Chris Green MP, chair of the All-Party Parliamentary Group (APPG) on Medical Research, believes COVID-19 presents an opportunity for transformative change across the health system, with patients and innovation at the heart of decision-making.
NHS England recently announced they were rolling out a state-of-the-art cancer radiotherapy treatment across the NHS. The treatment, called Stereotactic ablative radiotherapy (SABR), will be available in every hospital in England by the end of the financial year, and will improve the lives of thousands of cancer patients across the country.
It was a fantastic result of campaigners, and reinforces the undeniable fact that our health service can continue to deliver the very best care for patients, even against the backdrop of the health crisis we find ourselves in. However, this victory for innovation should not stand in isolation, instead it should be seen as just one example of how medical technologies can address the major issues facing the NHS in the post-pandemic landscape.
The new health landscape
Our health service stands hesitantly at a juncture. While there is no doubt COVID-19 has been a heart-breaking and catastrophic period for so many of us across the country, we must ensure that as we rebuild we harness the power of technology and embed positive change. The rapid and radical shake up of the system in recent months has given a chance to re-reshape our health system to make it more clinically effective, cost-efficient, and most importantly, finely tuned to the individual needs of each patient.
Easier said than done, of course. In order to achieve this, we must embrace innovation and place medical technologies at the heart of our solution.
In many ways, we have already been doing exactly this. Over the last few months, medical devices have been front and centre of our response to the pandemic. The onset of the crisis forced the NHS to sweep away resistance to change and, in its place, UK innovation has exploded across our health system. Ventilators have been manufactured by airline industries, while record levels of Personal Protective Equipment (PPE) has been produced distributed in the biggest logistical operation this country has ever known in peacetime.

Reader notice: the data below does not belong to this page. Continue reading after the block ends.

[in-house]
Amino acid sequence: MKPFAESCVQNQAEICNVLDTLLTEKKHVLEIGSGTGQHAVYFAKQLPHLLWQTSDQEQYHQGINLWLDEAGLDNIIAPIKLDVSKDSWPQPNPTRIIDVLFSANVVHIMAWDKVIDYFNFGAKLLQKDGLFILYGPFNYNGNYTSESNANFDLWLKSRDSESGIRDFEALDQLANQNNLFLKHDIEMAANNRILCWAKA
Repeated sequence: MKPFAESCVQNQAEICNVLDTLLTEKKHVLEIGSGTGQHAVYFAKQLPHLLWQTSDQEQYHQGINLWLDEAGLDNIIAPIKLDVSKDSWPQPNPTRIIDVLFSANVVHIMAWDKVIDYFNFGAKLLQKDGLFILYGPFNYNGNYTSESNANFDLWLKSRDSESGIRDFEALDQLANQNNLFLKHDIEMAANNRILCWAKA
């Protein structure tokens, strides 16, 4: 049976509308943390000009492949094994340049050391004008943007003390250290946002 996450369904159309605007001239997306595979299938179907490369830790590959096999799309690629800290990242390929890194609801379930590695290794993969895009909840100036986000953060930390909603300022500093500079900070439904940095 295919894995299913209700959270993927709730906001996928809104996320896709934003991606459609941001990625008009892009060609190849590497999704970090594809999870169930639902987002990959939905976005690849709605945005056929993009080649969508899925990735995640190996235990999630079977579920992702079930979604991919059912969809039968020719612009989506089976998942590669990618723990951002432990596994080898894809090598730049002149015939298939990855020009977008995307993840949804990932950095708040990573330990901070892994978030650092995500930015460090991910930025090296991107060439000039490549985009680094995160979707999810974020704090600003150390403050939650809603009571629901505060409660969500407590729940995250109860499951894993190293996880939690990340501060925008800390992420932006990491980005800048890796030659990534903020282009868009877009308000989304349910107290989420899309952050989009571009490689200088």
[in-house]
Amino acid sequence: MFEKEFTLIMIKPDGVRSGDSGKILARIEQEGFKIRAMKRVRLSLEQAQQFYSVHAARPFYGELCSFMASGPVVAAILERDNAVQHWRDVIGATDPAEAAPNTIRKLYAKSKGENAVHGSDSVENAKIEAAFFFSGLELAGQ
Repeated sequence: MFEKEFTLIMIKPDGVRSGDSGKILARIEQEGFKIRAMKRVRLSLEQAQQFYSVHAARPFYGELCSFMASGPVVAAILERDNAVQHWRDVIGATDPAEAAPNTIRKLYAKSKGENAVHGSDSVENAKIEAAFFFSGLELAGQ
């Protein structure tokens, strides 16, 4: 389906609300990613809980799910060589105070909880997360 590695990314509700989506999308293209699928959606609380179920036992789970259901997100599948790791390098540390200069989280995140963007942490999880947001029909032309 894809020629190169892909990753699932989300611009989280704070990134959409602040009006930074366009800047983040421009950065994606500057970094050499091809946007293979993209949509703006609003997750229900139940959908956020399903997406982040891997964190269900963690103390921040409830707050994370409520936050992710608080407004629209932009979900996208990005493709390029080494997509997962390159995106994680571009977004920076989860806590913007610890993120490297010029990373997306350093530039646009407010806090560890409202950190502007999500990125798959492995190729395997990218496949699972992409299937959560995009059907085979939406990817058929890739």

Now that the danger of the NHS becoming overwhelmed has abated, we must learn our lessons, lick our wounds and look to the future. The restoration of wider NHS services will be a priority for the government; however, it is essential we re-start with the aim of creating a more effective system rather than return to old, outdated methods of the past.
Rebuilding with medtech
A report from the Medical Technology Group, titled, ‘Keep Britain Working’, revealed that just eight medical technologies could save the NHS £476 million per annum in reduced long-term health costs. To put that into perspective, if that money was put back into the NHS, it would pay for 20,000 nurses or 10.5 million GP visits. The argument is compelling, and even more so when you factor in the enormous health benefits these technologies provide to patients.
The current pandemic has shone a spotlight on the direction of travel we need to be heading. Since the beginning of the crisis, there has been a 118% increase in telephone GP appointments, leading to a 70% decrease in face to face appointments. This has freed up healthcare professionals’ time, aided infection prevention, and saved money.
The increase in the remote monitoring of chronic conditions such as diabetes and cardiovascular disease have also embedded medical technologies at the heart of more efficient patient pathways. The use of continuous glucose monitors by those living with diabetes has seen patients take more of a personal responsibility for their care allowing them to live more independent lives. At the same time, healthcare professionals can view the data from these devices and provide clinical advice remotely, ensuring patients still receive the highest standard of care.
This willingness to deliver care differently should now be encouraged by NHS leaders. Healthcare providers need support, guidance and reassurance from those at the top of the system. Harnessing the potential of innovative technology will require significant changes that will at first seem risky to those delivering care. Inevitably mistakes will be made, but with the appropriate safety nets in place, we can minimise their impact and make great strides forward in the long-term.
There are now countless examples of where the use of technologies in the NHS has improved patient care and saved the taxpayer money. As a party, we have always been a political force who have championed innovation. Now that we find ourselves in a public health emergency, we must again look to ingenuity as part of the solution. So many families have faced tragedy. Given such significant loss, we must not allow ourselves to return to a system of healthcare that was becoming increasingly out of touch with the opportunity supplied by such first-rate medical innovation.